But on the other hand, again, the reality is that different platforms monetize a little bit differently, and so we do need to separate them and be paying attention to them in that way. And we also want to be separating in the sense of what Ringo was talking about in terms of user feedback, where a desktop user might feel one way and a mobile user might feel another way, and we need to be really aware of that, that although the page is responsive, is it working A) overall but B) is it working better in one platform than another so that we understand where we might need to test and iterate.

There are so many technical bits and pieces, there is so much more QA. Just on the technical side, really understanding what’s involved and giving yourself plenty of time would be one piece of advice.

Ethan:

Lisa, Ringo, just full disclosure, Karen and I have like a back channel chat room where we’re pretty much just typing in all caps during everything you’ve said over the last twenty minutes. This has been wonderful. Before we let you go though, I just have to ask, do you have any advice for anyone who might be listening who’s about to start a responsive redesign today? Is there anything you’ve learned in responsively redesigning MW.com that you’d like to share with our listeners?

Lisa:

We’re looking at each other wondering who should go first. [laughs] I think one thing I would suggest is to really understand what the process involves and give yourself plenty of time. Because it is more complicated and because as you go through different platforms you’ll find things that you didn’t expect to find and there are so many more areas, so if you just take typical web design and say, “Oh, you know, hey, it looks good on Chrome, but * cough cough * IE is sort of a mess, and so we’re going to have to fix that,” and now, you know, spread that out over all of the different devices…

I think people might think about it as a regular web design, and because it is more complex and it can be very tricky, “What happened to the font? Does this image scale or are we pushing a different image size altogether?” There are so many technical bits and pieces, there is so much more QA. Just on the technical side, really understanding what’s involved and giving yourself plenty of time would be one piece of advice.

And the other one would be to really do a lot of planning and thinking both in terms of doing your research, looking at other responsive sites, both in your space and not in your space, for what you think works well and looks good… How do you feel as a user when you play with things? I hear a guy named Ethan Marcotte has a really good book out about responsive web design, and so kind of really do your homework on the strategic and user as well as planning for the extra technical side. Ringo, what else?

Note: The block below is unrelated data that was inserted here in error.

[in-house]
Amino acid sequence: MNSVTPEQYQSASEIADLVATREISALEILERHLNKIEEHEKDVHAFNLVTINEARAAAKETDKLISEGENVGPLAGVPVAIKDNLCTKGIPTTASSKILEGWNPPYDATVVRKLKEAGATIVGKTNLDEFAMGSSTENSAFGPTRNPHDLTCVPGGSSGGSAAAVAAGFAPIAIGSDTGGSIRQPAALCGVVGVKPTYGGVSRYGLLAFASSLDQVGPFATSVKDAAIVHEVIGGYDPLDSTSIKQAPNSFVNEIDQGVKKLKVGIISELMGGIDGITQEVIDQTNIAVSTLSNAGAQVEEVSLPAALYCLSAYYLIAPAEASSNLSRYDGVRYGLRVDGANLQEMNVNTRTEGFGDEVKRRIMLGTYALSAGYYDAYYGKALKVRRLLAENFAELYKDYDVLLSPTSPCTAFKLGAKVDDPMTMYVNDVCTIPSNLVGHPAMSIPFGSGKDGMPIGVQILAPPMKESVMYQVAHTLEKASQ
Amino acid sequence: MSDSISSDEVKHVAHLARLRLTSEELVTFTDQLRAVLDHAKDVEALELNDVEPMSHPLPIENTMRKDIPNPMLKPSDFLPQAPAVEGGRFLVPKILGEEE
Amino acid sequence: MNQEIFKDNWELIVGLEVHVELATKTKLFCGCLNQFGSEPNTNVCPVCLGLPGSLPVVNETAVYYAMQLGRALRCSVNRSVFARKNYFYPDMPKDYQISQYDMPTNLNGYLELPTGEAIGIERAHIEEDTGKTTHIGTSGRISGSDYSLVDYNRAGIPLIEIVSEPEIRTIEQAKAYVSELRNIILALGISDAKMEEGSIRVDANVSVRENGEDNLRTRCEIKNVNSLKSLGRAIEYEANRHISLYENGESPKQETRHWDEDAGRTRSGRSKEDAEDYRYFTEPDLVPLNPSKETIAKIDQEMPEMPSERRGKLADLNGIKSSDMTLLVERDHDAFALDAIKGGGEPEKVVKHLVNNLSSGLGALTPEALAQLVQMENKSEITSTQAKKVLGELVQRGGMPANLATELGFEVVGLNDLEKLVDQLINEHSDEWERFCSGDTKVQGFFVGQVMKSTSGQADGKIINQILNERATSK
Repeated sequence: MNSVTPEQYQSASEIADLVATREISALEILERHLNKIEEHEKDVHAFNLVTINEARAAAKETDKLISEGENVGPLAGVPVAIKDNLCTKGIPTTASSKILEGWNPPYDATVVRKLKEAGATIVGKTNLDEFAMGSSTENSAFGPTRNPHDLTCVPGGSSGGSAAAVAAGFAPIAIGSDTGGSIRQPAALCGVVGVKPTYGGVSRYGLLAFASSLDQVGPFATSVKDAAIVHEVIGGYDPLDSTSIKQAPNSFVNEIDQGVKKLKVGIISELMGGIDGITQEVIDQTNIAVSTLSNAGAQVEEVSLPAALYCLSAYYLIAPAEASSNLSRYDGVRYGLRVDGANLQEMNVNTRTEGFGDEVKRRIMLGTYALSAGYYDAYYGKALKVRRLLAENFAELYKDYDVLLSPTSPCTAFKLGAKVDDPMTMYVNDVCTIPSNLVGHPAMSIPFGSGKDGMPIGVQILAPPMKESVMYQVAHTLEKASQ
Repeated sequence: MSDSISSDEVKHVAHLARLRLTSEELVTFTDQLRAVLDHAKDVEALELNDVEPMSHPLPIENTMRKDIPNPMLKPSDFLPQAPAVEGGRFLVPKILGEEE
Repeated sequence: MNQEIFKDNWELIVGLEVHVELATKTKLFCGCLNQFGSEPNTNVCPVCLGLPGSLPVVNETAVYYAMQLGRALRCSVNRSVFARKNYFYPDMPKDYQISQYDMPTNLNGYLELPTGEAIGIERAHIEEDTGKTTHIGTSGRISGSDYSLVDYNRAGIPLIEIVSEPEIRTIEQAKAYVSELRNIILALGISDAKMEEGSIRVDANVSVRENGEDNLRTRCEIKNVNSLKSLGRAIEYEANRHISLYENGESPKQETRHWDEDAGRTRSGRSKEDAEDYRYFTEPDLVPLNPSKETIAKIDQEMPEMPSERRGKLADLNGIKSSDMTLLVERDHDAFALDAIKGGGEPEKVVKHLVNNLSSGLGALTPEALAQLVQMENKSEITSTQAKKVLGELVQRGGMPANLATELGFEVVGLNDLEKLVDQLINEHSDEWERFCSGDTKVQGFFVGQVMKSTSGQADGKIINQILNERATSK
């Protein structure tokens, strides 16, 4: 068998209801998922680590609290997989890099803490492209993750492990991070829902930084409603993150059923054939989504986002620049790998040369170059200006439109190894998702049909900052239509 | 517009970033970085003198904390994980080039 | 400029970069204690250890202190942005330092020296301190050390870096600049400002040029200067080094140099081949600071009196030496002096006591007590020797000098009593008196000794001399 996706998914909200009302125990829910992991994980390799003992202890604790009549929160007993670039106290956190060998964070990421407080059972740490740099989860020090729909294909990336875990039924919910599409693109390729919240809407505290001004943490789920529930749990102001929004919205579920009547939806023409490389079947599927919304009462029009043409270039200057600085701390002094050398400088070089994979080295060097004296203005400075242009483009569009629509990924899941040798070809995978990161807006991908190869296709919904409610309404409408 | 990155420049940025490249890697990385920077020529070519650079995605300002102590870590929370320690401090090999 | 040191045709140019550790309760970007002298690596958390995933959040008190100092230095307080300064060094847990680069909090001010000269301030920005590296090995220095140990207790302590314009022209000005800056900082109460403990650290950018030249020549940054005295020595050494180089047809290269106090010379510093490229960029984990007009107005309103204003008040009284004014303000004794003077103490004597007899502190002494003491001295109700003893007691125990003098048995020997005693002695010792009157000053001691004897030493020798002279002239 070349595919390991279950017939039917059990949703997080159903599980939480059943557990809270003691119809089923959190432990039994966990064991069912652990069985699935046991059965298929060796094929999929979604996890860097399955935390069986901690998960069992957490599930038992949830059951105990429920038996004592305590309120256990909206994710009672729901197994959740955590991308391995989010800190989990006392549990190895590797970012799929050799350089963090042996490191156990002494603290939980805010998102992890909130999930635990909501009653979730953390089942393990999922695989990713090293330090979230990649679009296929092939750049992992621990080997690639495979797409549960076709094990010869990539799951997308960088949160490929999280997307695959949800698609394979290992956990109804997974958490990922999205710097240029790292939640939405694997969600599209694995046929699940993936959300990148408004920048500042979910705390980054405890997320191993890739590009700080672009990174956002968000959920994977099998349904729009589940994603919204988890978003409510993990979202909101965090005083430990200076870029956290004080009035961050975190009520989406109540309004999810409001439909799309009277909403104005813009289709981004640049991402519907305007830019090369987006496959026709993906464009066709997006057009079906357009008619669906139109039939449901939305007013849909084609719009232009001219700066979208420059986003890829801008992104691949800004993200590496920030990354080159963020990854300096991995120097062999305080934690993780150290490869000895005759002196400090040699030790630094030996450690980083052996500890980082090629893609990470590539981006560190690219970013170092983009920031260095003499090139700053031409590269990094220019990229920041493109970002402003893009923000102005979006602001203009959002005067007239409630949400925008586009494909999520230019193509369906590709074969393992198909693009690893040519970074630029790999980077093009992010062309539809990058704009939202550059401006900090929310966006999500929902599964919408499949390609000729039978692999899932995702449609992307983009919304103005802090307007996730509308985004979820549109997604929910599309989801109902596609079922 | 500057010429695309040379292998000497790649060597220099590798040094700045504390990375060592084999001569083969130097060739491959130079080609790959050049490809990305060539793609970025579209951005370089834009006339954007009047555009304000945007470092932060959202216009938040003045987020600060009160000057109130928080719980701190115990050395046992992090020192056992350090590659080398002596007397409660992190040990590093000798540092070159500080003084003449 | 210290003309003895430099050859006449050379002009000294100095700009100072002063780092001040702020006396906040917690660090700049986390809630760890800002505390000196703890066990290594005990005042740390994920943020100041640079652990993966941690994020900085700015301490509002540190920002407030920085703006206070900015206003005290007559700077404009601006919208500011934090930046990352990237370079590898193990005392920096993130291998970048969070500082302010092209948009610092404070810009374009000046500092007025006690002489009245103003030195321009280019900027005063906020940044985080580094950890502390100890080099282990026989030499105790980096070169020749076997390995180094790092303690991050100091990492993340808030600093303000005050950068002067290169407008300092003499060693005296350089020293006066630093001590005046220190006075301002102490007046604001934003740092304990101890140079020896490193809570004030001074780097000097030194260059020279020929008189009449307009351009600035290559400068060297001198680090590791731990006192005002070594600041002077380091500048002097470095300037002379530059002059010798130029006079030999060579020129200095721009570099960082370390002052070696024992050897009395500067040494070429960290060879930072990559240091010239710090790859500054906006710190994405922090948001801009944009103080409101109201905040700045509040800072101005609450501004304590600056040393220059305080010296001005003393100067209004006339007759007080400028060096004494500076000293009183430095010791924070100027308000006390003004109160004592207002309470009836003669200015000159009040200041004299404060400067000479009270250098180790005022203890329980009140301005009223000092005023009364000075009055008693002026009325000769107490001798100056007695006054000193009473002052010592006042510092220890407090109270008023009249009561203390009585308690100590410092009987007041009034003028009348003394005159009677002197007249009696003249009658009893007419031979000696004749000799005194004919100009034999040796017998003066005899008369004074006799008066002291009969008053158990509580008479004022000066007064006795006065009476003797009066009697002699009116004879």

Ringo:

Yeah, from the design standpoint, I forgot to mention in the design process what I did in Sketch also that I created, which would translate to CSS—I got the header, the h1, h2, h3… So, if you set that up in the beginning, it’s extremely helpful because you use that throughout your site. You can do that in Sketch, turn those into a symbol, and then you just use that throughout your layout. That’s really helpful so that you don’t have to recreate things every time.

Like I mentioned, the module thing was very important. Test it out, because maybe you see on the desktop you have the headline, on the carousel you have the headline, you have the blurb, but then on mobile you don’t have enough space. What are you going to do with those blurbs? We decided to take that out. Those types of things. Test it out early and then iterate from there. But that is really important.

And another thing, maybe it just applies to us because we have such a short time—there’s things that we were going to incorporate into the definition page, and we tested it and we tested it and it was not working perfectly. Sometimes you just have to let it go, and then maybe you release it later. So those types of things, there’s going to be a decision like that that comes up while you’re working, so just don’t be scared to let things go even though it’s a great idea.

Lisa:

I think that’s always true.

Karen:

Well Lisa, Ringo, this has just been fantastic. I think for anybody who loves language and loves words, the idea of getting to work for Merriam-Webster sounds so amazing, and just to hear how innovative and how thoughtful your strategy is around going responsive has been really impressive. So, thank you so much for taking the time to talk about it with us.

Ringo:

Thank you.

Lisa:

Thank you for having us. We really enjoyed it.

Ringo:

Yeah, our pleasure.

Ethan:

Thanks to everyone for listening to this episode of a Responsive Web Design podcast. And thanks also to our sponsor, GatherContent. Go to gathercontent.com and take control of your content production process today.

If your company wants to go responsive but you need a little help getting started, Karen and I offer a two-day onsite workshop to help you make your responsive design happen. Visit responsivewebdesign.com/workshop to drop us a line—we’d love to hear from you.

If you want even more from us, you can sign up for our newsletter, subscribe to this podcast, and read full transcripts of every episode at responsivewebdesign.com.

Thanks so much for listening, and we’ll be back next week.